With few exceptions, people today in any industry-automotive or otherwise-agree that the culture of both work and play is fluid and changing fast. The demands of modern family and social life, as well as professional responsibility, seem to grow by the day.
In that environment, regardless of profession, finding a balance between work, family, community and personal passions can be a struggle, to say the least.
For Springfield, Ill., brothers Dave Timm, 37, and Brian Walker, 51, though, that challenging balancing act is taken to a new level. In nearly every category, the brothers deal with more complexity than most folks.
On the personal side, their family lives each revolve around two children. For a good portion of each day, Timm and his wife, Anne, are dutifully raising two daughters, Makenzie and Madisyn. At the same time, Walker and wife, Lori, are busy raising two kids of their own, Jacob and Hannah.
While the two families aren’t uncommonly large, that’s merely the beginning. The dads go off to some remarkable fulltime jobs: Walker as a sergeant and Timm as a deputy with the local sheriff’s office, with Timm also serving as the primary breacher (read: knocking the down bad guys’ doors) on the local SWAT team.
In their lives as cops-Walker on the night shift and Timm on the second shift-the brothers spend time handling issues ranging from the mundane to the extraordinary, with some very real danger mixed in.
Add the occasional social and charitable organization and their related functions, and you can see how the better part of every day is conceivably already committed to these competing demands. All of which makes it even more surprising to learn about the brothers’ side project, or hobby: Building some of the finest project vehicles to grace the SEMA Show floor.
Passion Becomes Profession
The brothers’ passion for building custom show vehicles, which is garnering national acclaim in the industry under the fitting moniker of 2 Brothers Custom Trucks, dates back to a notable Monte Carlo and numerous lifted trucks in the 1980s for Walker, and the mid-1990s for Timm via an unlikely vehicle: a 1996 Dodge Neon.
“Back in ’96, I bought a fun little car, a Dodge Neon, and at the time I honestly knew nothing about custom vehicles,” says Timm. “When I bought that car, I literally had to pay someone to change out the spark plugs.”
Like so many custom car enthusiasts, the purchase ignited in Timm a passion for all things custom. Before long, he was logging long hours learning about the myriad ways to modify the vehicle.
“To make a long story short, we ended up creating a great little car, and it happened to be the first supercharged Neon in existence,” he says.
That first vehicle went on to grace the pages of a number of leading performance magazines, includingTurbo, Super Street and Sport Compact Car, and garnered Timm and his brother a great deal of attention both locally and nationally. That, in turn, led to referral after referral and eventually, in the fall of 2006, inspired the brothers to incorporate as 2 Brothers Custom Trucks.
“What honestly started as nothing more than a hobby back in the ’90s has just been booming ever since,” says Timm. “Today, we customize in the range of 50 vehicles for local dealerships each year and generally produce a show vehicle each year as well.”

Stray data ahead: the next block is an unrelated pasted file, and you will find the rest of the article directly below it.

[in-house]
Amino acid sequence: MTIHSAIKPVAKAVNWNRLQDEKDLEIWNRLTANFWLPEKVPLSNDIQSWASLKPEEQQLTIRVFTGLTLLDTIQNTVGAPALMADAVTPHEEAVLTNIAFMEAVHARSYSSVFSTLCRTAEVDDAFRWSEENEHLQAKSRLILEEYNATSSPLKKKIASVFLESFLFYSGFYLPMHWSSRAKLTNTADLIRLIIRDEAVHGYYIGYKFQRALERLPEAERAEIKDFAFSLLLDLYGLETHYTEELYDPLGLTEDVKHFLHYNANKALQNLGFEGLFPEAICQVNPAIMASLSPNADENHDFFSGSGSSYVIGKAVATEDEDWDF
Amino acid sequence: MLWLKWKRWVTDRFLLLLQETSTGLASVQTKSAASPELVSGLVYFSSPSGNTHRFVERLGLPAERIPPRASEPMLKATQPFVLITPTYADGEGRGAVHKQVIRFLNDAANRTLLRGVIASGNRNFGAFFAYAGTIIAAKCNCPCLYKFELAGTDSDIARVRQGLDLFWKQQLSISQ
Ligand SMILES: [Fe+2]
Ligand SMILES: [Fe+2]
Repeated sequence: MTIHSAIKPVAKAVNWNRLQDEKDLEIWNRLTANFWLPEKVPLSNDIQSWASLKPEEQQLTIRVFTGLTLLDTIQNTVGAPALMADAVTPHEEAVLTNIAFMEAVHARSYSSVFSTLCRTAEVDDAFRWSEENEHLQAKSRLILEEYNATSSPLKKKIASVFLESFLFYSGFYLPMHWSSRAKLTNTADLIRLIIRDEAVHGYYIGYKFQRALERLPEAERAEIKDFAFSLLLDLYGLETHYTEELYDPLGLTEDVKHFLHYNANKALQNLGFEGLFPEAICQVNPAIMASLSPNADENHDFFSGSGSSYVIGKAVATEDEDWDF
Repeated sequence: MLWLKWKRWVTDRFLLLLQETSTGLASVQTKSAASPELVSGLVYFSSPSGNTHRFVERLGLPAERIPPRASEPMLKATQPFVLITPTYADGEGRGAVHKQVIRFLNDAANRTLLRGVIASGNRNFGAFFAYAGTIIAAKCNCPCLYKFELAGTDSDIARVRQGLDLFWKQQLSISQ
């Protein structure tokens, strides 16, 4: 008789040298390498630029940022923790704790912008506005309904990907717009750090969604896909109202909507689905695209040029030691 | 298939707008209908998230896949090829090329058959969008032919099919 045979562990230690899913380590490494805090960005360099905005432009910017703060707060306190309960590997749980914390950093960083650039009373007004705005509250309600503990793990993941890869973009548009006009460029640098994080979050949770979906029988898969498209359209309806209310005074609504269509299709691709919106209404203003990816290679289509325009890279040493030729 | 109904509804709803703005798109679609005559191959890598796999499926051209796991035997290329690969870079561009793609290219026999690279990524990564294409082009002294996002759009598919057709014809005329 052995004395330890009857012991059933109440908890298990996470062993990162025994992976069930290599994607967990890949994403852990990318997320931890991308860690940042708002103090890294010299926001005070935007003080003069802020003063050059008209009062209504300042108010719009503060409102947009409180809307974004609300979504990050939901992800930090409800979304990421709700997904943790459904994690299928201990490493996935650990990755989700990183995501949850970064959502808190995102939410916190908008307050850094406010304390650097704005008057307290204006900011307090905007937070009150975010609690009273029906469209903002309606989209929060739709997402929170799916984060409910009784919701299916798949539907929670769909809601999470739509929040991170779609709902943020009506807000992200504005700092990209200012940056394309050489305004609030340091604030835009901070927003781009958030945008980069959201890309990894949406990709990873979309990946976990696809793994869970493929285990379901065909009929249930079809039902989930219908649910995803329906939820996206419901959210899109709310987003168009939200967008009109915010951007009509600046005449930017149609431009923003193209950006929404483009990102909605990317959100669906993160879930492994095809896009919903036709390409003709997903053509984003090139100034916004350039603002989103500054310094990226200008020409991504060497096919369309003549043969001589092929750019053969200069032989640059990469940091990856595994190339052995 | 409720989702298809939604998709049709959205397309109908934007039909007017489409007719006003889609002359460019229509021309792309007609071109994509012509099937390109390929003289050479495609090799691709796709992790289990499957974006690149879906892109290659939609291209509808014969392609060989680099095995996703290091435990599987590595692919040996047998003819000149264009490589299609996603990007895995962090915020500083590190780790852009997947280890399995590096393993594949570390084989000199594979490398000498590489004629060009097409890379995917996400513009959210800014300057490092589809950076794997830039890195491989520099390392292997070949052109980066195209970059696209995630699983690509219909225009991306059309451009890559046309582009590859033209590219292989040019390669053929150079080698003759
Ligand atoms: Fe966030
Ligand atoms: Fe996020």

Blending Old and New
While their daily work expediting for dealerships ranges the entire gamut of vehicle types and makes, their project and show vehicles over time have developed a consistent and well-received theme: blending old and new by incorporating modern performance and power into classic vehicles.
“It makes sense that we would end up with that style,” says Timm. “My passion has been on the modern, late-model vehicles part of the industry, and my brother’s style has always been more toward classics. He’s old school, and I’m new school. When we combine those two, you get a distinct type of vehicle.”
That approach of blending modern muscle with classic vehicles arguably reached maturity in one specific project for the 2011 SEMA Show. For the event, 2 Brothers Custom Trucks started with a 1960 Ford F-100 pickup with a standard 292-ci Y-Block Ford engine, bored out to 320 ci and fitted with twin Turbonetics turbos and dual Holley EFI carbs. All that power is fed through a Tremec T56 Magnum transmission and Centerforce clutch.
The custom chassis, built by Timm, rides on Heidts suspension, IFS up front and four link in the rear. Wilwood brakes hide behind possibly the most impressive feature of the slammed ride: huge 24-inch custom Raceline two-piece billet wheels, 24×9 in front and 24×15 in the rear.
A custom bed was built to accommodate the rear wheels with a clear 1/2-inch Lexan floor and custom tubs to accommodate the wide rear wheels. After adding a spray of BASF Tantalizing Turquoise, the end result was a show-stopper, drawing huge crowds around a prime placement on the SEMA Show floor.
Not content with that hugely successful build, 2 Brothers is currently building a new project that Timm believes will surpass even the F-100: a ’32 Ford Roadster that will continue on the company’s legacy of blending classic and modern.